During the talks, the Vatican underlined the need to guarantee Christians “security and a place in the future of Iraq.”

U.S. Vice President Mike Pence told EWTN News that Pope Francis also expressed his great concern for persecuted Christians in Iraq in his audience with the pope the day prior.

Christianity has been present in the Nineveh plains in Iraq – between Mosul and Iraqi Kurdistan – since the first century. However, since the ousting of former Iraqi leader Saddam Hussein, Christians have been fleeing the region.

Five years after the Islamic State captured the Christian communities of the Nineveh plains, the region’s diminished Catholic population are still in the process of rebuilding their destroyed homes and churches.

Recent tensions between the United States and Iran have heightened Iraqi bishops’ fears for Iraq’s fragile Christian communities.

“Iraqi Christians “need the certainty, reassurance, hope and the belief that Iraq can be a peaceful country to live in rather than being victims and endless collateral damage,” Archbishop Bashar Warda told CNA following an Iranian attack on an air base in Erbil Jan. 8.

The Holy See said it encouraged “the path of dialogue” and solutions in favor of the Iraqi people and “with respect for national sovereignty” in the meetings with Salih.

Hundreds of thousands of Iraqis began protesting government corruption and Iranian influence in Oct. 2019 in the largest protests in Iraq since the overthrow of Saddam Hussein.

The Vatican meeting occurred one day after an estimated 200,000 people protested in Baghdad in a demonstration against the U.S. military presence in Iraq organized by Shiite groups with ties to Iran.

Amid the tensions, Cardinal Louis Raphael I Sako, Chaldean Patriarch of Babylon, has called for dialogue.

“The international community has a responsibility for what is happening in the region in Iraq, Lebanon, Syria and Iran now. They should help people to sit together and to dialogue in a civilized way and to look for a political solution,” Cardinal Sako told EWTN News Jan. 6.

75 years after Auschwitz liberation, Europe's bishops condemn anti-Semitism, call for peace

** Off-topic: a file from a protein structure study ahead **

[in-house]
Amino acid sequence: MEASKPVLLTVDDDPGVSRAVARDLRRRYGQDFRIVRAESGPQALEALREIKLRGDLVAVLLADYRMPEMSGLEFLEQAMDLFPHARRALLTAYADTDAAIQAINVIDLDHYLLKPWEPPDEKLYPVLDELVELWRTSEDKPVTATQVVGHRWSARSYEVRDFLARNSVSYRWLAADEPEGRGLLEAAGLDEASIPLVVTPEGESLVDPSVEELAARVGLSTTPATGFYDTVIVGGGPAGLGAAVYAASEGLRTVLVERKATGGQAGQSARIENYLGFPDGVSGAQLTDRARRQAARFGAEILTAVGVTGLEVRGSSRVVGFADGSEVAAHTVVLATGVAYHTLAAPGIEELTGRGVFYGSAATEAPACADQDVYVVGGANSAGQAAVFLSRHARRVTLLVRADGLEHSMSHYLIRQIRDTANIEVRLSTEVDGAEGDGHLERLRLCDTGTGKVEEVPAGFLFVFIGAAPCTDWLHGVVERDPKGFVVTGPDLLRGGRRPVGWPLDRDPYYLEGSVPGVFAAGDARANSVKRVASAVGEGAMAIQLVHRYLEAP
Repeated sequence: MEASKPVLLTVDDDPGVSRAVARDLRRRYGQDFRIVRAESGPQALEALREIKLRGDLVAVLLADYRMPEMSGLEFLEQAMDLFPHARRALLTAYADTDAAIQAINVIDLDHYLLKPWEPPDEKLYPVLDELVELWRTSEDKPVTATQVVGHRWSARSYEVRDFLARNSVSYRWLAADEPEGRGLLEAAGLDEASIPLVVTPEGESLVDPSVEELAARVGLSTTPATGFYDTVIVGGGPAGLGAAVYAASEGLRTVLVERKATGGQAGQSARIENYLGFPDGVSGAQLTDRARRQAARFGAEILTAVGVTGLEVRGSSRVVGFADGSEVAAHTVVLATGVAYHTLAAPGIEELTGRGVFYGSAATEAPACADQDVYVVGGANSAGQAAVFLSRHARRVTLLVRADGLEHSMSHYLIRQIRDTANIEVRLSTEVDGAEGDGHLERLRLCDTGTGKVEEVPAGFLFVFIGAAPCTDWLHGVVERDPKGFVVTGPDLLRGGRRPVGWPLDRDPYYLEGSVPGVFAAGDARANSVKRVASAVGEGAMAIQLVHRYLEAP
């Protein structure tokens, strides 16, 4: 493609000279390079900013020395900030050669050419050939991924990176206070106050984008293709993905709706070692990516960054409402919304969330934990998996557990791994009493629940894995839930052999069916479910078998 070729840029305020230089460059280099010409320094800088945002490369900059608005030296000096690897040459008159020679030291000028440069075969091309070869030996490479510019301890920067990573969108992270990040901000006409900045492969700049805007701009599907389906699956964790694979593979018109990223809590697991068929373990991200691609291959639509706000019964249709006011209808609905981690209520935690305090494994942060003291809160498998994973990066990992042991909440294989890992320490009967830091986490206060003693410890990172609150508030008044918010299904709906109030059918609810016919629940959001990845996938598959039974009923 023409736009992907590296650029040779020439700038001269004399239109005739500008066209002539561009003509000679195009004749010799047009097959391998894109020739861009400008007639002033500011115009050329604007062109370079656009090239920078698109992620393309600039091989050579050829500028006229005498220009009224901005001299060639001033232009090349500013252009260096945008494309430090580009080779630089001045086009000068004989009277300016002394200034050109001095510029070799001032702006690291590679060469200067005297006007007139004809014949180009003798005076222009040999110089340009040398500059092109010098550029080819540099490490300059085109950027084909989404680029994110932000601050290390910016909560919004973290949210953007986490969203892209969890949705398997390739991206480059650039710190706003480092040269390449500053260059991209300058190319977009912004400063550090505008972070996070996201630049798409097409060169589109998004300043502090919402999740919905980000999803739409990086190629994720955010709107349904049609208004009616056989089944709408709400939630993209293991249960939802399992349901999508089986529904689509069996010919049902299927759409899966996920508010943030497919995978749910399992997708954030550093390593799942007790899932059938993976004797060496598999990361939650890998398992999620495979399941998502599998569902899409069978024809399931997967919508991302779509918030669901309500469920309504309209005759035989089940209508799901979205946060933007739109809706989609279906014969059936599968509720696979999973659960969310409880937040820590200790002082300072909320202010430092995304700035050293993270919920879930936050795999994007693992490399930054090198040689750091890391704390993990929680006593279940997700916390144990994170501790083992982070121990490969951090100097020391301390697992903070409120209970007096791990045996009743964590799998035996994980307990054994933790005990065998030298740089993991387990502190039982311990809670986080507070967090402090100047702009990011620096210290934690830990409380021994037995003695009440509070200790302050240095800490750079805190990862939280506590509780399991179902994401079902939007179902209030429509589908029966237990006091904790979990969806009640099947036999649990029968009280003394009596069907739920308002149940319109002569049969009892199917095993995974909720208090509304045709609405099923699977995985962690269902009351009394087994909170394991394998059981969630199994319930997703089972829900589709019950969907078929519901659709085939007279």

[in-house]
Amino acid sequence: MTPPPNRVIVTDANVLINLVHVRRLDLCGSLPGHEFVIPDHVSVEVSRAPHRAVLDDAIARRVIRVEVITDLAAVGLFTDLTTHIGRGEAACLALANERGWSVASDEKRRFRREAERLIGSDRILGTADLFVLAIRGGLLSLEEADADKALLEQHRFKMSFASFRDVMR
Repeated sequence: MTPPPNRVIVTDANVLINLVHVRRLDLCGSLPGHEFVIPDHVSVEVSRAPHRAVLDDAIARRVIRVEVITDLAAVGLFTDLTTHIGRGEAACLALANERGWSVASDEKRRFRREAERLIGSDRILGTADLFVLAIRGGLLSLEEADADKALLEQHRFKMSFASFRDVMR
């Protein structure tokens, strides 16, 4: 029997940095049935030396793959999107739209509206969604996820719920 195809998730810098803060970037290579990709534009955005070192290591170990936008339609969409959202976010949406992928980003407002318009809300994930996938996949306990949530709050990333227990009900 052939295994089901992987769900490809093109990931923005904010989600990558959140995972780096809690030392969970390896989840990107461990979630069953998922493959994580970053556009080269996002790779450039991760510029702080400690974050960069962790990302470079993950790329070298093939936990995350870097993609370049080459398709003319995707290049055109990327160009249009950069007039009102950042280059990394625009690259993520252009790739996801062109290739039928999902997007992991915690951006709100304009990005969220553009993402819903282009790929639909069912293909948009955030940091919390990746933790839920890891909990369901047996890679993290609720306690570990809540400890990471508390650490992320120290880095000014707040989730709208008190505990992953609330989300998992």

Krakow, Poland, Jan 25, 2020 / 09:00 am (CNA).- Seventy-five years after the liberation of the Auschwitz-Birkenau concentration camp, the Catholic bishops of Europe condemned racism, xenophobia, and anti-Semitism, calling for a renewed human commitment to peace, and forgiveness.

“75 years have already passed since the liberation of the German concentration camp Auschwitz-Birkenau (27/01/1945), and this place still inspires terror,” the leaders of the Council of European Bishops’ Conferences and the Commission of the Bishops’ Conference of the European Union said in a Jan. 25 statement.

“At the hour of the liberation of Auschwitz-Birkenau concentration camp, let us light candles and say a prayer for people murdered in death camps of all nationalities and religions and for their relatives. Let our prayers broaden the reconciliation and brotherhood, of which the opposite is hostility, destructive conflicts and fueled misunderstandings,” the bishops encouraged.

 Auschwitz-Birkenau “became a place of mass extermination of the Jewish people. In the concentration camp Auschwitz-Birkenau, the German National Socialists murdered over a million Jews, tens of thousands of Poles (70-75,000), Roma (21,000), Russians (15,000) and several thousand prisoners of other nationalities,” the bishops said.

“Due to the enormity of the Jewish victims, it is the largest site of mass genocide in the world.”

The camp, located in Poland, was liberated by the Soviet Red Army in January 1945, five months before the surrender of Germany at the conclusion of European fighting in the Second World War.

“Auschwitz has become a symbol of all German concentration camps, and even of all such extermination sites,” the bishops said.

“It is like a climax of hatred against man which took its death toll in the 20th century. It is here that the thesis on the fundamental inequality of people was brought to its final limits. Here, the Nazis took the power to decide who is human and who is not. Here, euthanasia met with eugenics.”

”Auschwitz-Birkenau is a result of the system based on the ideology of national socialism, which meant trampling the dignity of man who is made in the image of God. Another totalitarianism, namely communism, acted quite similarly, also reaching a death toll of millions.”

The bishops noted that Pope St. John Paul II, Pope Benedict XVI, and Pope Francis all visited the site of the concentration camp.

John Paul II, who himself was Polish, “went through the camp gate that bears the inscription ‘Arbeit macht frei,’ spent a moment in Saint Maximilian Maria Kolbe’s death cell and prayed in the courtyard of block No.11 where prisoners were shot. Then he went to Brzezinka, and there he celebrated Holy Mass,” they said.

the bishops said the anniversary of its liberation “obliges us to expressly fight against all acts that trample on human dignity: racism, xenophobia and anti-Semitism.”

“On this anniversary, we appeal to the modern world for reconciliation and peace, for respect for each nation’s right to exist and to freedom, to independence, to maintain its own culture. We cannot allow the truth to be ignored or manipulated for immediate political needs. This appeal is extremely important now, for – despite the dramatic experience of the past – the world in which we live is still exposed to new threats and new manifestations of violence.”

“Cruel wars, genocide, persecution, and different forms of fanaticism are still taking place, although history teaches us that violence never leads to peace but, on the contrary, breeds more violence and death,” they added.

 “May the power of Christ’s love prevail in us,” the bishops’ statement concluded.